Two of my favorite novels growing up were
A Catcher in the Rye
by J.D Salinger and
A Separate Peace
by John Knowles. Looking back, I wonder how I could have identified so strongly with two upper class white male characters that went to elite prep schools. I grew up in a very different world. Nevertheless, the experiences of these two characters resonated with me. Like Holden, I was becoming increasingly disenchanted with the many “phonies” around me, and, like Gene, I was beginning to suspect that I had a war going on inside myself. Spending time with these two fictional characters offered me solace and at the same time held a mirror up to aspects of myself and of the world that were painful to look at. Witnessing someone else’s journey to adulthood gave me the chance to make some sense of the messy business of growing up.
The coming-of-age story is a genre that invites readers to reflect upon themselves and upon their relationship to the world. In
, librarian and author Nancy Pearl asserts that “coming of age novels describe a search for understanding, not only of oneself, but of the often mysterious, contradictory and sometimes frightening adult world. They help readers reflect on their own experiences and offer a (sometimes minimal) consolation that one’s feelings are not unique.” (Pearl 207) These stories cross cultures and historical periods. While individual characteristics such as race, gender, ethnicity or family background will influence one’s story, certain aspects of growing up are universal. The journey from innocence to experience is well documented in literature. There are many stories about losing a false sense of security, discovering injustice in the world and searching for one’s authentic identity.
Typically, the protagonist of the coming of age story doesn’t fully articulate or even recognize his or her own transformation. However, as witnesses of the character’s journey, we can understand on an emotional and intellectual level how he has grown up. On occasion, the reader can even see something in the fictional world that he is blind to in his own life. Ironically, reading fiction can help him or her to “read” the real world more accurately. I’ve heard friends joke about how they wish someone gave them the “manual” for adulthood. Perhaps, in part, the coming-of-age story can serve this function.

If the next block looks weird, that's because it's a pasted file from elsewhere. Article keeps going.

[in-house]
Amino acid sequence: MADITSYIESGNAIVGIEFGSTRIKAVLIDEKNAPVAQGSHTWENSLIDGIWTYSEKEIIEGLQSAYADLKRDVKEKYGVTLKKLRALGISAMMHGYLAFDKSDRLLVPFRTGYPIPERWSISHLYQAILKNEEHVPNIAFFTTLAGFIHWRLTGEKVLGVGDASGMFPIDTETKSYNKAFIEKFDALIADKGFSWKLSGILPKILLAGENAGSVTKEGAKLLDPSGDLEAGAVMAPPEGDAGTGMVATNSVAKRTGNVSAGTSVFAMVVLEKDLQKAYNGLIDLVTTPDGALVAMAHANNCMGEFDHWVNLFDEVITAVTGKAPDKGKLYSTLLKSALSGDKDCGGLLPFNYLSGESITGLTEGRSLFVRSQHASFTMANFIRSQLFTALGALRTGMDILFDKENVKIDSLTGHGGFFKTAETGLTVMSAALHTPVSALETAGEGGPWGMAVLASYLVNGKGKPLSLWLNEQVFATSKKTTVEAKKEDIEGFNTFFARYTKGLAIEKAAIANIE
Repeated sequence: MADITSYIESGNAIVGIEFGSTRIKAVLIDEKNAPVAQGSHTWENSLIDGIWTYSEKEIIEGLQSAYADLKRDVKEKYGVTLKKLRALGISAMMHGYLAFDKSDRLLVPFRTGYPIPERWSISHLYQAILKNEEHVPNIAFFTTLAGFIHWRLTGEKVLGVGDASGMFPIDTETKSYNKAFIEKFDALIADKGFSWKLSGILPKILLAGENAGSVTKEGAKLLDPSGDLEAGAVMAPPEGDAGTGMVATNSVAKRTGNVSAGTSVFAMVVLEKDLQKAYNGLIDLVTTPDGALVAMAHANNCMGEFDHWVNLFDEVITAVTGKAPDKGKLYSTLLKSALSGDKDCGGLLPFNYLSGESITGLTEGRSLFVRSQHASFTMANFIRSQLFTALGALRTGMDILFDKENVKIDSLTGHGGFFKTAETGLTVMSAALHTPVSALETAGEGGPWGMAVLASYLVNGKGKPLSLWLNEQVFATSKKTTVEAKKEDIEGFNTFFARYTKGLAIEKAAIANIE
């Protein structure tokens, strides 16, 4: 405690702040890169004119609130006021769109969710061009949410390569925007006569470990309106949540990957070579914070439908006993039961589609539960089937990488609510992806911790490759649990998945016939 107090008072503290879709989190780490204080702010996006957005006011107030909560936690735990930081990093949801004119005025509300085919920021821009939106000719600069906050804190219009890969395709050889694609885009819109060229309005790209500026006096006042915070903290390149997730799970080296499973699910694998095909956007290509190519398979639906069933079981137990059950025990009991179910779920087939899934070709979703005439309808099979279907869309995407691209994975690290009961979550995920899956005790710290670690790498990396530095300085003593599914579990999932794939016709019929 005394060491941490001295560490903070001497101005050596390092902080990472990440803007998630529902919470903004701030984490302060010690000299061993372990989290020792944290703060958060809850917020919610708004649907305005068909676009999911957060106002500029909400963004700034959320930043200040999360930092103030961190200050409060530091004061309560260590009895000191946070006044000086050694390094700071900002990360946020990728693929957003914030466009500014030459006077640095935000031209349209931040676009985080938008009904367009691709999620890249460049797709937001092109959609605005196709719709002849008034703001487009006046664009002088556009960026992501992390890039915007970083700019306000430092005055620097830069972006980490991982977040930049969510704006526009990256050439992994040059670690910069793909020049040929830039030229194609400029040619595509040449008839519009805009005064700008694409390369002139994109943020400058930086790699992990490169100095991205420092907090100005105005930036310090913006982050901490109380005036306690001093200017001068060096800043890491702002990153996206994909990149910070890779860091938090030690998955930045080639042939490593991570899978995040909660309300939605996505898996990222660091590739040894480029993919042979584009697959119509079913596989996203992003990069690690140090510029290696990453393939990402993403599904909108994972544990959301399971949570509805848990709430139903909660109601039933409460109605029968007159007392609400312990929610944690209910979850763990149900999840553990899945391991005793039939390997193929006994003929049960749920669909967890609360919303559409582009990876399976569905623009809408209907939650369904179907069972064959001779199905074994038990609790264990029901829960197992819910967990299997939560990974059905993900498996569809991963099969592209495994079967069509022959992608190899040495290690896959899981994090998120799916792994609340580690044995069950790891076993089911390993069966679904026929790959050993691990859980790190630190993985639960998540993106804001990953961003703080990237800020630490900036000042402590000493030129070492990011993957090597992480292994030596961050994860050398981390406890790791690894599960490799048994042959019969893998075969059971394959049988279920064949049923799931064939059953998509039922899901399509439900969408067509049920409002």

As a new teacher, I was surprised when many of my thirteen, fourteen and fifteen year-old students would read one of these stories and dismiss it as something “boring” or that they couldn’t “relate to.” I soon discovered something that I probably should have known-many of my students were inexperienced readers. In part, reading was unsatisfying for them because they hadn’t yet come of age as thinkers. They did not automatically make inferences about characters, recognize themes, make connections between life and literature and evaluate the author’s craft. I needed to make the processes that experienced readers use visible to them. I found the work of literacy theorists, Carol Booth Olson and Kylene Beers, particularly helpful as I developed practical strategies for my classroom and my practice as a teacher has been shaped by their work. Both of these women incorporated a Reader Response approach to literature which I have found to be an effective starting point for fostering independent thinking.